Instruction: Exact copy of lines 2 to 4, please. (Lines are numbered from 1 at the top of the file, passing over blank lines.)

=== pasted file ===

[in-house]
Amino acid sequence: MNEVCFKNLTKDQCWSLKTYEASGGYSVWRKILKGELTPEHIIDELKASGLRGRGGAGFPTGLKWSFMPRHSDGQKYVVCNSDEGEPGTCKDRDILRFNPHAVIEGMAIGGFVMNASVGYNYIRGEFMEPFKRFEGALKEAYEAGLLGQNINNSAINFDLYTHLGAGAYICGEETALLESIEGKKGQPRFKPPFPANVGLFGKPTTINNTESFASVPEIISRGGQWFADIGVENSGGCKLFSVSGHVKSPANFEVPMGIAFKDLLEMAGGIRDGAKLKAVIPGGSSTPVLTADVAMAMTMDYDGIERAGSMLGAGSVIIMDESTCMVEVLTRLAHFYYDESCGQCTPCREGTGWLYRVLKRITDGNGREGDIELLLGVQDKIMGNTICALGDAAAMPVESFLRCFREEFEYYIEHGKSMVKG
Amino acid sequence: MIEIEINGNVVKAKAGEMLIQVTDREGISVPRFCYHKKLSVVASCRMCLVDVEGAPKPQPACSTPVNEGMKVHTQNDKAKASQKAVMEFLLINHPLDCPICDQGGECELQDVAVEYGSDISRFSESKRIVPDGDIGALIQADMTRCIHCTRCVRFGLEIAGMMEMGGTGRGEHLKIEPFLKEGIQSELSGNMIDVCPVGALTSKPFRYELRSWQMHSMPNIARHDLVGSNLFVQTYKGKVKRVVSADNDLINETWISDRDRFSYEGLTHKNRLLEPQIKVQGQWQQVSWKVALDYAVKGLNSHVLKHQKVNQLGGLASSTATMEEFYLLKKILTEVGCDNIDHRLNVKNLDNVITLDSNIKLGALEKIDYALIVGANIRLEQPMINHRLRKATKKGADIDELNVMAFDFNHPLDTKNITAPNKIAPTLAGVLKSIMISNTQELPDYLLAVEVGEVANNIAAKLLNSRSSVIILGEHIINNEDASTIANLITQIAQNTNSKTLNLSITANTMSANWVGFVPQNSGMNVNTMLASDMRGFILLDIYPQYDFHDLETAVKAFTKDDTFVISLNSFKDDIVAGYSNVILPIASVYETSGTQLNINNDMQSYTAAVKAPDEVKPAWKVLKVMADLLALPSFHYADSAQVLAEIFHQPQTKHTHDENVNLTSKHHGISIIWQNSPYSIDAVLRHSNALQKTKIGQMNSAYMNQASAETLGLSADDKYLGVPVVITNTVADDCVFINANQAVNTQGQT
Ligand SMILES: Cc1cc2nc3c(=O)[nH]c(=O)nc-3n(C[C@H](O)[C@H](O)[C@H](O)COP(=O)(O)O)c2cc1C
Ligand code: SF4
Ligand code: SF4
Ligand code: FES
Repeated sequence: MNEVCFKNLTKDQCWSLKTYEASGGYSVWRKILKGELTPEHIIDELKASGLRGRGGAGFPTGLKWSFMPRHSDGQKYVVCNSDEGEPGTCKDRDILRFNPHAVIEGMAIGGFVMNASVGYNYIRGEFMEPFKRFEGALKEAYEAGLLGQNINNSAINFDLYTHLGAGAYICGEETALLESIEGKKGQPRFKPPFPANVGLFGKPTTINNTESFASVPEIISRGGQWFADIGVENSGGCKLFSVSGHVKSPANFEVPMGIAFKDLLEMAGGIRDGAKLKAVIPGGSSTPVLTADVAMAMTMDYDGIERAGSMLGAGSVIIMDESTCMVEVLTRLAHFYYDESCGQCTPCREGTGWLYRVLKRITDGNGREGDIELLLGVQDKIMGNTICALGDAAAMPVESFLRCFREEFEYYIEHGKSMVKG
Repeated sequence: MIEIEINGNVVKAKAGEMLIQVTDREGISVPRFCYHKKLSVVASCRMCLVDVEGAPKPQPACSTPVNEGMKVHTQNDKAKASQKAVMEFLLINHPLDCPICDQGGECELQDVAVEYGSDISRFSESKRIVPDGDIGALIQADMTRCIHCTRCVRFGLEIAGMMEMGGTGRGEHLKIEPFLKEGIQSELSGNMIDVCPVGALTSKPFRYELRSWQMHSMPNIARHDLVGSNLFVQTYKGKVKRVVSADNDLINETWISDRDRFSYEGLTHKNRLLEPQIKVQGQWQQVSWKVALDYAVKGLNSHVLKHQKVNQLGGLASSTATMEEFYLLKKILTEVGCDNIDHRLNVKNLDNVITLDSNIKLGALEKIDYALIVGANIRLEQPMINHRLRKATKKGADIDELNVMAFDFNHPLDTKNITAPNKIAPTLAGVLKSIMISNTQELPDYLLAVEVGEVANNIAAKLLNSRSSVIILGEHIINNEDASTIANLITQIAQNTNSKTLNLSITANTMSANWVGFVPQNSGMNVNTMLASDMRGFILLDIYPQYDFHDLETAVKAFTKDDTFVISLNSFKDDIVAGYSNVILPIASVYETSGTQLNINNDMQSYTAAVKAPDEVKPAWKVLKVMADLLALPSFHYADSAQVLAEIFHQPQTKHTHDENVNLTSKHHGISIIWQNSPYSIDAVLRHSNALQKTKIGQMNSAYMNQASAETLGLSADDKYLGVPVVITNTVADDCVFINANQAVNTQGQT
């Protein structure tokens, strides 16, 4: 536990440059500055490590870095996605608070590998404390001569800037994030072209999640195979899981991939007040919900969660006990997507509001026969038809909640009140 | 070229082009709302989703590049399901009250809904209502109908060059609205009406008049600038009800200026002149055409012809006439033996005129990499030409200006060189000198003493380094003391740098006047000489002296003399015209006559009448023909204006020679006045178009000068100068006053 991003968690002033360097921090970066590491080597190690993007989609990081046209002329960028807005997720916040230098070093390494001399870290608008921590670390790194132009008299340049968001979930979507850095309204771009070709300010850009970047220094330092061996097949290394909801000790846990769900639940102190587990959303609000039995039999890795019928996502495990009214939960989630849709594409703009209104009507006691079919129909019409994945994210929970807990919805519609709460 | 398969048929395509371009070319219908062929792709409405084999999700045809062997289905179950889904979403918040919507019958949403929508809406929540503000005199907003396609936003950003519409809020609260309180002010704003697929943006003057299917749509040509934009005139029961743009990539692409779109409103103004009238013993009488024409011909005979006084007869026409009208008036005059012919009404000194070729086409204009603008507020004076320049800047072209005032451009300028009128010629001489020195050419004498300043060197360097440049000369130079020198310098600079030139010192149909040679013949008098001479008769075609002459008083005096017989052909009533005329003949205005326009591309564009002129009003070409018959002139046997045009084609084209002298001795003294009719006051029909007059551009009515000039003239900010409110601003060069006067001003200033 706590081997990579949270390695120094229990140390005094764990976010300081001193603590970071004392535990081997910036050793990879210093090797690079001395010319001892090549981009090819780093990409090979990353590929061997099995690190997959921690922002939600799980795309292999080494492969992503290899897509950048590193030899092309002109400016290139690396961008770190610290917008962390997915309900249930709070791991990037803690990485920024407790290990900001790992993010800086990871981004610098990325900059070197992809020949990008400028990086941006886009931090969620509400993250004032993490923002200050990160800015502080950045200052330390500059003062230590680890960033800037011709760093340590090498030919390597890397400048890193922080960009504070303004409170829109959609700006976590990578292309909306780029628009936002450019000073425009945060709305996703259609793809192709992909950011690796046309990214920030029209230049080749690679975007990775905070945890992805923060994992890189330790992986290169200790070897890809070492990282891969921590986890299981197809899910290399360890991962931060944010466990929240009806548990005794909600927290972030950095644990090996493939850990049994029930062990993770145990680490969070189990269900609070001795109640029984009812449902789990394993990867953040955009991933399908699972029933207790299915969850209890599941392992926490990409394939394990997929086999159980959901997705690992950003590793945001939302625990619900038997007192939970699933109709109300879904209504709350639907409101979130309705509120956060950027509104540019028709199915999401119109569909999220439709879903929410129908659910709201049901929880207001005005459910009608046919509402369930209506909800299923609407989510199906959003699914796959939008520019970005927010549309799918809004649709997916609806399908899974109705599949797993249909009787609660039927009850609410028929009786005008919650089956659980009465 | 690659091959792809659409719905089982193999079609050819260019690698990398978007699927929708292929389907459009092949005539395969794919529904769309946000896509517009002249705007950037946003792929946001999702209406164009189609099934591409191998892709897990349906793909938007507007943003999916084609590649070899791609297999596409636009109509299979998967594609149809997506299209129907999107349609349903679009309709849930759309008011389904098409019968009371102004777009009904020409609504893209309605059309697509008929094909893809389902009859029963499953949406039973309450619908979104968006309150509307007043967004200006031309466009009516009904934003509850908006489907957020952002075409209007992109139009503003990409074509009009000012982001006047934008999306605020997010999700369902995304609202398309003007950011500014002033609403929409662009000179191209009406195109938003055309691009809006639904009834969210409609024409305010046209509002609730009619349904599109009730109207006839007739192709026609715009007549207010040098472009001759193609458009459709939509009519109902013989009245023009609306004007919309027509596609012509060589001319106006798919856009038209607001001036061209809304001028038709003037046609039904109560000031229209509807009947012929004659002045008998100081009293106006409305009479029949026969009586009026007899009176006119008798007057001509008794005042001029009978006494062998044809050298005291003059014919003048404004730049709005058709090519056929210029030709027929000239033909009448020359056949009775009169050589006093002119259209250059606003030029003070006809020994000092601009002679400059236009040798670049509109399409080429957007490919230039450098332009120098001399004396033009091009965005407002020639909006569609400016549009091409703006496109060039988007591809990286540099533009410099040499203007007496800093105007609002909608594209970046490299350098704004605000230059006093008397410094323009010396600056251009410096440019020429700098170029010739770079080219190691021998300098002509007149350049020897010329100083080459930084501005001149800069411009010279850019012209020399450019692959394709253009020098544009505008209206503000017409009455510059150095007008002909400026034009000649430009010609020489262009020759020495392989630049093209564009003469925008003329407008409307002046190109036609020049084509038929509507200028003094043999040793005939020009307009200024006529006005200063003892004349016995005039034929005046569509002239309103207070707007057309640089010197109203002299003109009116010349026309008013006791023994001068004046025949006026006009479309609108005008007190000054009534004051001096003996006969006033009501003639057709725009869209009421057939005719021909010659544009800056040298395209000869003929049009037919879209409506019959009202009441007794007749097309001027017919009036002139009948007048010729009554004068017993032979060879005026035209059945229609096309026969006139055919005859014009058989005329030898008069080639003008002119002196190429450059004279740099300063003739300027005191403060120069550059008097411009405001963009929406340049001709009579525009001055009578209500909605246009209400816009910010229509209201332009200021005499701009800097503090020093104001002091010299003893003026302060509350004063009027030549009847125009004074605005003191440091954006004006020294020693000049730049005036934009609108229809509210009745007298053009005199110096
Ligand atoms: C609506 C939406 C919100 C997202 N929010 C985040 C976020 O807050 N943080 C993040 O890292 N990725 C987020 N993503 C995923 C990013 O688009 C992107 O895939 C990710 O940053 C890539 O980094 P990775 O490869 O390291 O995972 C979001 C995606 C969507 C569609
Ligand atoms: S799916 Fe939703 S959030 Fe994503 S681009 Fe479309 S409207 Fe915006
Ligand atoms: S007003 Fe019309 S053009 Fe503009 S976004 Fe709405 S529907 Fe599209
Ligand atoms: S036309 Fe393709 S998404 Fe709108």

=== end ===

Amino acid sequence: MNEVCFKNLTKDQCWSLKTYEASGGYSVWRKILKGELTPEHIIDELKASGLRGRGGAGFPTGLKWSFMPRHSDGQKYVVCNSDEGEPGTCKDRDILRFNPHAVIEGMAIGGFVMNASVGYNYIRGEFMEPFKRFEGALKEAYEAGLLGQNINNSAINFDLYTHLGAGAYICGEETALLESIEGKKGQPRFKPPFPANVGLFGKPTTINNTESFASVPEIISRGGQWFADIGVENSGGCKLFSVSGHVKSPANFEVPMGIAFKDLLEMAGGIRDGAKLKAVIPGGSSTPVLTADVAMAMTMDYDGIERAGSMLGAGSVIIMDESTCMVEVLTRLAHFYYDESCGQCTPCREGTGWLYRVLKRITDGNGREGDIELLLGVQDKIMGNTICALGDAAAMPVESFLRCFREEFEYYIEHGKSMVKG
Amino acid sequence: MIEIEINGNVVKAKAGEMLIQVTDREGISVPRFCYHKKLSVVASCRMCLVDVEGAPKPQPACSTPVNEGMKVHTQNDKAKASQKAVMEFLLINHPLDCPICDQGGECELQDVAVEYGSDISRFSESKRIVPDGDIGALIQADMTRCIHCTRCVRFGLEIAGMMEMGGTGRGEHLKIEPFLKEGIQSELSGNMIDVCPVGALTSKPFRYELRSWQMHSMPNIARHDLVGSNLFVQTYKGKVKRVVSADNDLINETWISDRDRFSYEGLTHKNRLLEPQIKVQGQWQQVSWKVALDYAVKGLNSHVLKHQKVNQLGGLASSTATMEEFYLLKKILTEVGCDNIDHRLNVKNLDNVITLDSNIKLGALEKIDYALIVGANIRLEQPMINHRLRKATKKGADIDELNVMAFDFNHPLDTKNITAPNKIAPTLAGVLKSIMISNTQELPDYLLAVEVGEVANNIAAKLLNSRSSVIILGEHIINNEDASTIANLITQIAQNTNSKTLNLSITANTMSANWVGFVPQNSGMNVNTMLASDMRGFILLDIYPQYDFHDLETAVKAFTKDDTFVISLNSFKDDIVAGYSNVILPIASVYETSGTQLNINNDMQSYTAAVKAPDEVKPAWKVLKVMADLLALPSFHYADSAQVLAEIFHQPQTKHTHDENVNLTSKHHGISIIWQNSPYSIDAVLRHSNALQKTKIGQMNSAYMNQASAETLGLSADDKYLGVPVVITNTVADDCVFINANQAVNTQGQT
Ligand SMILES: Cc1cc2nc3c(=O)[nH]c(=O)nc-3n(C[C@H](O)[C@H](O)[C@H](O)COP(=O)(O)O)c2cc1C